Submitted by Candy Devlin, Principal of Carmel Elementary School of RSU 87
Picture the combo gymnasium/cafeteria, typical of schools built in the mid 70’s. Enter one hundred fifty-three kindergarten through grade four students. Today, students efficiently organize into pre-determined discussion groups; they wait patiently, anticipating the work that is about to begin. They know how to do this work. One Book, One School has been part of the school community in one version or another for over a decade. There is an air of expectation and enjoyment in the gymnasium: purposeful talk is about to begin.
The principal welcomes students and staff; the literacy coach begins with a review of our discussion norms and a prompt to launch the discussion. Immediately there is a buzz of conversation in the gym: purposeful talk about two texts that have been the focus of intentional read aloud, classroom discussions, vocabulary study, and writing over the past ten days. Carmel Elementary students have a lot to say about Sky Color and Art and Max, the texts chosen for One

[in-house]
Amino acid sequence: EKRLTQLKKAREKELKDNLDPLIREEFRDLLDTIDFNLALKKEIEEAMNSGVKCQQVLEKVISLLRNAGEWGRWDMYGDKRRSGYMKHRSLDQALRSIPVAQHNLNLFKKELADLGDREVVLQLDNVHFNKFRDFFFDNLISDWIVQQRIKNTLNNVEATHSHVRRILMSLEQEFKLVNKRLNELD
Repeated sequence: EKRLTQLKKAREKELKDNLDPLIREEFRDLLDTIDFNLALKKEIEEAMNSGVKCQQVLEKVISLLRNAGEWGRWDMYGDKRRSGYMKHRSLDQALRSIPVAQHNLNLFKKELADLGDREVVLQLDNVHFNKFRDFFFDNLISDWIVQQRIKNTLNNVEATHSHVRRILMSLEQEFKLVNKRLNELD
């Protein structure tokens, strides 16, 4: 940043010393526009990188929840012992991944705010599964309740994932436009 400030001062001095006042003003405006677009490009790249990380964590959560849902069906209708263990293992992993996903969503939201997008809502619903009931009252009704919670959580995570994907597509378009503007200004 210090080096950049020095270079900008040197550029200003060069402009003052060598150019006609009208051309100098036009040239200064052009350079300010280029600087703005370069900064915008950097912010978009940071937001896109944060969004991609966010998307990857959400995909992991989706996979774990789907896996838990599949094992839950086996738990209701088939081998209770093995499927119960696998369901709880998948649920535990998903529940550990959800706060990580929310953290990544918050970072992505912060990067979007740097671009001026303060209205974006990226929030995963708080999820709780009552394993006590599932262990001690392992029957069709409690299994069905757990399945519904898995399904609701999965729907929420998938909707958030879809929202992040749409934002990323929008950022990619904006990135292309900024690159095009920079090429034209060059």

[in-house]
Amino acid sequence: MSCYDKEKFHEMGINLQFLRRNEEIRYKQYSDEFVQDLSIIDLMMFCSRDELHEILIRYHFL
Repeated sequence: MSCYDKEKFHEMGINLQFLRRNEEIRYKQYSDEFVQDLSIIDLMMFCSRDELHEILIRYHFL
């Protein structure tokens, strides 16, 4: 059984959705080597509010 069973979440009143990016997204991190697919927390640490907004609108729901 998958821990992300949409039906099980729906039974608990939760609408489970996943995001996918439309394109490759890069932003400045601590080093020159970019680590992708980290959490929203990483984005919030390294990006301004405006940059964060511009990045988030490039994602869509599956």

Book, One School this year. The discussion continues for twenty minutes, with students comparing the two texts. Comments are supported by evidence from the text, elaborations are offered, disagreements are respectfully proposed. Following the discussions, students enjoy Sky Color set to a soundtrack they created during their music classes. The One Book, One School assembly concludes with feedback on how our school community met expectations. The students leave. As they exit, students admire the mural created collaboratively in their art classes, depicting a scene inspired by one of the texts.
One Book, One School is one example of how school structures, adult and student learning, and community support come together at Carmel Elementary School. Beginning on the first day of school, classroom teachers, specialists, and support staff teach procedures and routines, making expectations clear. Using exemplars and providing specific and immediate feedback is common practice. Students are taught and regularly practice classroom discourse in all content areas; therefore, they are able to use those practices in the whole school community setting. This experience and others like it are possible because teachers prepare to facilitate learning opportunities through professional development with colleagues, we enjoy the on-going support of our parents and community citizens, and we collaborate every day in service of our children. Collaboration with staff, community, and parents is the foundation of success at CES. In the words of Lucy Calkins, “no one wants to do this hard work alone.”